Regards,
    T @ The Premier Resource for Tall Womens Clothing.

  6. Yeah Mike. $9000 /monthly is quite huge. Btw, a great blog there. Looking forward for more stories to be read on. Very informative story there.

    Regards,
    Movies

  7. Wow. 14 cents per song per listener is a ridiculously high amount. I don’t know much about an internet radio website might make, but I doubt its enough to pay that much for each listener. Like these music producers and artists don’t have enough money, now they want more. The rich get richer, nothing new though.

  8. Wow. $9000…that is some money. I also love Pandora, since a friend of mine told me about it. Great selections, customization and it is free…what else I can wish for 🙂

    All the best in New Year 2010
    🙂

  9. I used to be a listener to internet radio. Got out of the habit. Anyway I prefer solace while banging away at the keyboard. However, your reminder is good… maybe I can find a quiet unintrusive radio channel for muzak-type background.

    Gary

  10. I personally love internet radio, it helps me stay focused when I’m doing a task online.

    I’ll be heartbroken if it goes away.

    It’s a huge blessing to me and many people I know.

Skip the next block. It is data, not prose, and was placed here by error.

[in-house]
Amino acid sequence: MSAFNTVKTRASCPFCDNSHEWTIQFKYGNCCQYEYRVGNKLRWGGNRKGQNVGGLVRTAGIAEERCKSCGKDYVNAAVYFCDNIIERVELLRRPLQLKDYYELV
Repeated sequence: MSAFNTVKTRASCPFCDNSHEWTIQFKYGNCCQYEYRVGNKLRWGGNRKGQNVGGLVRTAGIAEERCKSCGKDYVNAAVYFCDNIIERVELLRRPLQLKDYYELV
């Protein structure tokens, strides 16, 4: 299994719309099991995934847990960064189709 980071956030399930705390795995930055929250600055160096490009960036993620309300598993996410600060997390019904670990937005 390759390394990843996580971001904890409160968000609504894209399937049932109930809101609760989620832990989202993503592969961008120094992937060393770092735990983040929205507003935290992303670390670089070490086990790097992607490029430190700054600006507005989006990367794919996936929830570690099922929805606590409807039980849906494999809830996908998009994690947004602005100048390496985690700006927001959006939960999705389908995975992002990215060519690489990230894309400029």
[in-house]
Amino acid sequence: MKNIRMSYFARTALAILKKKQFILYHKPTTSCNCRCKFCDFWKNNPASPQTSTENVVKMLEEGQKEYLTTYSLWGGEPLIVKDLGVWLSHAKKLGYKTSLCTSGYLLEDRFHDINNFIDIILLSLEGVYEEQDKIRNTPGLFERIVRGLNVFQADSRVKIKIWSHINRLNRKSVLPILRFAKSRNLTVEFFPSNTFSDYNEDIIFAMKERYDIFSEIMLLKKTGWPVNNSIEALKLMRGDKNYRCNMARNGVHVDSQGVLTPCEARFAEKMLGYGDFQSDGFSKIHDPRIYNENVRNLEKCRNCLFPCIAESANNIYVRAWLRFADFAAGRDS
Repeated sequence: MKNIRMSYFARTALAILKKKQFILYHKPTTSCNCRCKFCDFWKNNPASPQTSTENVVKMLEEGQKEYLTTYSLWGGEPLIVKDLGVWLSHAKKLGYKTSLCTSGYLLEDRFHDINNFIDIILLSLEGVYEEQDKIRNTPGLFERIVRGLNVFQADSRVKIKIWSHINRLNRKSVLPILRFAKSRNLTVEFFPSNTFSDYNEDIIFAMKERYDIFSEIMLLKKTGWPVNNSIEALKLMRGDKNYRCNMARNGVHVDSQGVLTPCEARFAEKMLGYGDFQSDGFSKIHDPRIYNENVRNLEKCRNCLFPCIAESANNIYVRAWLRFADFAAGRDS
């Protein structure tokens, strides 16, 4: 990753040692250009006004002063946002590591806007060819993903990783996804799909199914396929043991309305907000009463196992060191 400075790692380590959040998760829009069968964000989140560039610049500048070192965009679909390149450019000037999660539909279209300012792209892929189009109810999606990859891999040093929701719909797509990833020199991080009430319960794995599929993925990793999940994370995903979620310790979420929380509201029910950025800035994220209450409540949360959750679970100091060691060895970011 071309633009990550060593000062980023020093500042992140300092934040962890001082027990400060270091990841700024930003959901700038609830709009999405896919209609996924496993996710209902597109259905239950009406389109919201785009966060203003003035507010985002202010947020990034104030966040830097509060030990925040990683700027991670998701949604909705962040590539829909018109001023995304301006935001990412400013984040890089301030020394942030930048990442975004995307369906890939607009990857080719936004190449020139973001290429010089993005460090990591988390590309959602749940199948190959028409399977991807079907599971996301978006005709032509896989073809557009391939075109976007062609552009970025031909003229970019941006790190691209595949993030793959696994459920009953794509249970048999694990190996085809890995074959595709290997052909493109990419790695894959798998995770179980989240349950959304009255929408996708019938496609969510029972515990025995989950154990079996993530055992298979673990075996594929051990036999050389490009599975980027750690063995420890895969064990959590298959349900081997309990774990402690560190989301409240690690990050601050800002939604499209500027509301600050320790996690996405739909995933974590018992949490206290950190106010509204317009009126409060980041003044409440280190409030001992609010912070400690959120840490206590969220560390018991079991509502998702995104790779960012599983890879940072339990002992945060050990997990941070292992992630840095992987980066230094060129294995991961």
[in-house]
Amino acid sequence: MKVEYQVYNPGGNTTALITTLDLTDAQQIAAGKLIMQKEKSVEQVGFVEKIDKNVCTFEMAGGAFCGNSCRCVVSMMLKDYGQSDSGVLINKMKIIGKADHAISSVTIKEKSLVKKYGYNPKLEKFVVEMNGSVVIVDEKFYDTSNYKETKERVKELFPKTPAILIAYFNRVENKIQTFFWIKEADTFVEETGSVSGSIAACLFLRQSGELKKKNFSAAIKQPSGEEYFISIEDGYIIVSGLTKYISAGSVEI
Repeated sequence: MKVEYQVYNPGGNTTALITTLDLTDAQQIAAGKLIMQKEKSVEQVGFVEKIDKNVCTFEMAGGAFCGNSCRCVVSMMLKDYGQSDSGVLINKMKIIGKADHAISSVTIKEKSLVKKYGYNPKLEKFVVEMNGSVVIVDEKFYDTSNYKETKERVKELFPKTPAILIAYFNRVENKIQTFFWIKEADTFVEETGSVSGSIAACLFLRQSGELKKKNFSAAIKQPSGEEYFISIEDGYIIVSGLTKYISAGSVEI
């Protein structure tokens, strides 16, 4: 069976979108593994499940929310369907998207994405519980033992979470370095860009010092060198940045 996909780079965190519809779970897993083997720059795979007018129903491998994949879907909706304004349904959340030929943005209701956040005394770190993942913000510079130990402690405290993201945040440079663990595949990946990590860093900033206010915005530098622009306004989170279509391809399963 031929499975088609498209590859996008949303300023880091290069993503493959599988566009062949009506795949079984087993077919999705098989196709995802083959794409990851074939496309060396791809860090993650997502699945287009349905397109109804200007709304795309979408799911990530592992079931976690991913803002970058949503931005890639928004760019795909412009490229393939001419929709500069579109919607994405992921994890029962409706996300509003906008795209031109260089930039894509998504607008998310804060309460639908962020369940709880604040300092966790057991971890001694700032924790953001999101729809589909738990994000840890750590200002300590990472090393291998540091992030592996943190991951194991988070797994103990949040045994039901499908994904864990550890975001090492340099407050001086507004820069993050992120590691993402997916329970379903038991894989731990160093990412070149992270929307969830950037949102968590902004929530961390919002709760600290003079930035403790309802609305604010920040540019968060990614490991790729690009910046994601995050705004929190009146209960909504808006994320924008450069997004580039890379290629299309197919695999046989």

Sam

  11. I think internet radio is going to have the same sorts of problems that regular on air radio has had of late-the need to provide, unique local content to attract and audience while keeping costs very low. It’s a tough road to climb, but the lower costs assoicated with the internet should give them a fighting chance.

  12. I did infact know that the royalties being generated by internet was growing at a fast rate but never this amount $9000 a month !! Of course the artists should be compensated but like the above comment if the broadcasters go out of business theres no royalties at all !

  13. Radio outlasted televsion and now it is on the net. The market is fragmenting so radio as we know it today will likely not be the same.

  14. The high speed Internet really has changed a lot of things. This is a good example of how things will continue to change some for the better and some not so good.

  15. You can not calaim copyrights for everything anymore. It’s like trying to plug holes in old bucket with your fingers.

  16. Internet is simply killing all other media.

    Btw, very nice post. Keep on going!